Another setback that must make DCNS (Naval Group) engineers smile: the French industrial group had blasted the attitude of the Spanish group Navantia, ten years ago. Since the 1990s, the two groups had been in partnership for the design of Scorpene-type submarines... until Navantia made "a child in the back" to the French group. In 2008, the Spaniards abruptly withdrew from the Scorpene project (keeping the accumulated knowledge), to build, in collaboration with the Americans, the S-80 class. The latter will be in direct competition, on the international markets, with the Scorpene... now 100% French, after a negotiation before the International Court of Arbitration, to consummate the divorce.

The old proverb For want of a nail about a king who lost his kingdom because his horse had a faulty shoe nail is a staple in school to teach us that the little things can make a world of difference. Like a mistake caused by a misplaced decimal point that can take years and cost billions to rectify!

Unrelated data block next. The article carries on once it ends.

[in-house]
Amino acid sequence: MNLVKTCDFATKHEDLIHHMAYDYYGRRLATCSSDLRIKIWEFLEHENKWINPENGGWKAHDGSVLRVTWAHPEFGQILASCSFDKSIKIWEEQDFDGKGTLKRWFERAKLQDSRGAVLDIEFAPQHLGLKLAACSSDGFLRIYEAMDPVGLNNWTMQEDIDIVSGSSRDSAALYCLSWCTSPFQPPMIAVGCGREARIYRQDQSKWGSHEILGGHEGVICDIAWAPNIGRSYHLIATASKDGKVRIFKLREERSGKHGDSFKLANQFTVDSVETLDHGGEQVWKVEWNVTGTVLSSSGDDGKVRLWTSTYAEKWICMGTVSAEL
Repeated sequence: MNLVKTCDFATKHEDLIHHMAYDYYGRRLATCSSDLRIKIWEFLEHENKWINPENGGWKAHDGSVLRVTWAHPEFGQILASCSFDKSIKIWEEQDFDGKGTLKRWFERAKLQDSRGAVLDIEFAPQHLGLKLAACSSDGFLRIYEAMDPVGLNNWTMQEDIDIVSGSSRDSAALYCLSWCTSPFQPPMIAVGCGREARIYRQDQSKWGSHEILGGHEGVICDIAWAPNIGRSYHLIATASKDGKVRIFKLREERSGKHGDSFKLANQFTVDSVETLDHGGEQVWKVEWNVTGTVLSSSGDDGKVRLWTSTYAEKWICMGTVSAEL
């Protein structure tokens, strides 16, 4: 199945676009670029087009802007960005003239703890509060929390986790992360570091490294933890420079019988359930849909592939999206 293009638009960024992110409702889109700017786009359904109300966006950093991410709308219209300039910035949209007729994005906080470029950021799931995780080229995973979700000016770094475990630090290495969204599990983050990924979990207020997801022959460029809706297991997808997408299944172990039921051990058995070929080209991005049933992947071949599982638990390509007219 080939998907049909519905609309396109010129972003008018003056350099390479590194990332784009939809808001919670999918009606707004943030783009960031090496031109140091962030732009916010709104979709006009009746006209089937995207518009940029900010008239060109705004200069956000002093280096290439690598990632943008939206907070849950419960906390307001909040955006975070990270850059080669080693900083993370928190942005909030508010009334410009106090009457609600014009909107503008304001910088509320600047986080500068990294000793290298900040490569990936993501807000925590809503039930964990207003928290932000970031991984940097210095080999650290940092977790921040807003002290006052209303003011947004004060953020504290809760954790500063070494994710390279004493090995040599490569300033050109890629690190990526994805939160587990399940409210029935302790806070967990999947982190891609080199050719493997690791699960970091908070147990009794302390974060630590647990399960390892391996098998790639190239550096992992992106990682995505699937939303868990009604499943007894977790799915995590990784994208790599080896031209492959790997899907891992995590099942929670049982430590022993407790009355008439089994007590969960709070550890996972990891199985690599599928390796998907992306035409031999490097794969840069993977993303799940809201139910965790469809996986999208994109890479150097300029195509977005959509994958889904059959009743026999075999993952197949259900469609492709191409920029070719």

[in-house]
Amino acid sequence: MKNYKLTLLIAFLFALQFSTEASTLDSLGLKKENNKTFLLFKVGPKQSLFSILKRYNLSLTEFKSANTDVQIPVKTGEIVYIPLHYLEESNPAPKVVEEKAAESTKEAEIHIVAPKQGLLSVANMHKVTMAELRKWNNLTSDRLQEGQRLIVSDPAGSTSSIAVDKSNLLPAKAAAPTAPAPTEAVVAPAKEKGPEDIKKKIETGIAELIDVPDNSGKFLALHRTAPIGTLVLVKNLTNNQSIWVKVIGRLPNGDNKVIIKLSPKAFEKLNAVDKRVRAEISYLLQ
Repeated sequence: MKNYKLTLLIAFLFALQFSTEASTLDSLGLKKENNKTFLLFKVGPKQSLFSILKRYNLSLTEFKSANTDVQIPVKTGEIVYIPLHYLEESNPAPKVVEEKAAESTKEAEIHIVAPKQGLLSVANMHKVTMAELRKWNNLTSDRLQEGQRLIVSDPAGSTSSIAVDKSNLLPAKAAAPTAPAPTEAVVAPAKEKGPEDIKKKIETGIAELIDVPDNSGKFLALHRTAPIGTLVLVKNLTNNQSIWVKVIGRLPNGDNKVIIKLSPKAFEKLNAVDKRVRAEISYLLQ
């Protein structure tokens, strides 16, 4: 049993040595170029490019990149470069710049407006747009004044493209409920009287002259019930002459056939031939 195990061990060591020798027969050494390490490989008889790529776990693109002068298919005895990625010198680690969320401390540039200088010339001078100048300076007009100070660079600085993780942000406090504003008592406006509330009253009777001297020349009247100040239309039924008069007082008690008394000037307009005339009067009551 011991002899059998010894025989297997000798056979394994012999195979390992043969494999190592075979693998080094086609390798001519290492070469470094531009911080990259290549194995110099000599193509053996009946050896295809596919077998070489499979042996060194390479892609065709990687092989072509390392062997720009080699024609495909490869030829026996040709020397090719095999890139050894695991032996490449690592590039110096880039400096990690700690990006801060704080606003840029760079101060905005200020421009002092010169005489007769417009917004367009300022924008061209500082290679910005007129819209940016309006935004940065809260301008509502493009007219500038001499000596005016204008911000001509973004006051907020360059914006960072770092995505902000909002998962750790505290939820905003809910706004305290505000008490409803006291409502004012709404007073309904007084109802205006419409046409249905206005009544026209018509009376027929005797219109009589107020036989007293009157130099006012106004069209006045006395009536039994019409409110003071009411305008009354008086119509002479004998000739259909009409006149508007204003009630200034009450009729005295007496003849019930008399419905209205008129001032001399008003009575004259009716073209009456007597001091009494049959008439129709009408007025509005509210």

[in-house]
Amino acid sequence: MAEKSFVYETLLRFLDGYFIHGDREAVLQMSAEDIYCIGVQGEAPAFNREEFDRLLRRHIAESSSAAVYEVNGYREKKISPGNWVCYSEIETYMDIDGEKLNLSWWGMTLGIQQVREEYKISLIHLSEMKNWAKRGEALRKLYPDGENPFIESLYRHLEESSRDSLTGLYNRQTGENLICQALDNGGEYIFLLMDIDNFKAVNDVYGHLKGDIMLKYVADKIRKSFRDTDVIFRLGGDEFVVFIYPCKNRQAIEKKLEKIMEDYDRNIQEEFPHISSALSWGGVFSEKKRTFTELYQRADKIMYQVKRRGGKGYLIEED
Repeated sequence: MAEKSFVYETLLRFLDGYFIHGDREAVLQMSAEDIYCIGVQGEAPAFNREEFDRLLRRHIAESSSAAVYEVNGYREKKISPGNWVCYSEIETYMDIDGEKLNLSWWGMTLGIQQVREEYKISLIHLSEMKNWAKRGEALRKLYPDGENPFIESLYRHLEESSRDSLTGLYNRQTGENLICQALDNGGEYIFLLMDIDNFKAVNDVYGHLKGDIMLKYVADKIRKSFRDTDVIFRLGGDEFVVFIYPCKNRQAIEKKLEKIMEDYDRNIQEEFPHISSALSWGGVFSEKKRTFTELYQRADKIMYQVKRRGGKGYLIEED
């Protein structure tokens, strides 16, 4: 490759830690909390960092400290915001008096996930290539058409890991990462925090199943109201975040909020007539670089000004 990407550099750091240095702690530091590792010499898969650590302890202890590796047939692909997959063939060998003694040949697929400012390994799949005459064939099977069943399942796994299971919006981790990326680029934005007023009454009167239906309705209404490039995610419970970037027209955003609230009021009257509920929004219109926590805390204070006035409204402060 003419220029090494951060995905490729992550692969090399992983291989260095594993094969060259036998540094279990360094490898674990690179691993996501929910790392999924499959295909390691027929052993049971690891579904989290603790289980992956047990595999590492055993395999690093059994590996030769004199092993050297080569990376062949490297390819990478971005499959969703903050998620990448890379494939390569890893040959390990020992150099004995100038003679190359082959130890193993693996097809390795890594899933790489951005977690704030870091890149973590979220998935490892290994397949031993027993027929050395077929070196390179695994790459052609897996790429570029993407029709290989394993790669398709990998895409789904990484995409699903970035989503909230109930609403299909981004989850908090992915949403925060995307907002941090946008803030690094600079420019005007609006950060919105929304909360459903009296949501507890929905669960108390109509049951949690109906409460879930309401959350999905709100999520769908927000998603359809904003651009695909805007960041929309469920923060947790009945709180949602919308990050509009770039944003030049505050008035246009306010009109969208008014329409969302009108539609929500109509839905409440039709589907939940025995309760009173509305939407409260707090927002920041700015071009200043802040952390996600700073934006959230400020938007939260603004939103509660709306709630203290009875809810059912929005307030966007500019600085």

The S-80 project has seemingly become a laughing stock for technology mismanagement and planning.

The first of four S-80 class submarines was expected to be ready by 2015, but its builders and the Spanish Navy uncovered a potentially fatal flaw in its design in 2013. The first S-80 was over 100 tonnes heavier than specified and serious doubts emerged about its capability to resurface from underwater. Personnel in Spain's ministry of defence later attributed the problem to the fact that the design team had “misplaced” a decimal point in weight calculations and the navy had added new systems to the submarines.

To modify the defects on the S-80 design, the Spanish government contracted the services of an American submarine builder, Electric Boat. Electric Boat and Navantia then “resolved” the weight problem of the S-80, by lengthening the submarine's hull by over 8 metres to nearly 80 metres, also adding hundreds of tonnes in displacement.

The S-80 submarines, which will now displace over 3,000 tonnes underwater, have a new problem, though—they are now too long to be docked at the Spanish Navy's base at Cartagena.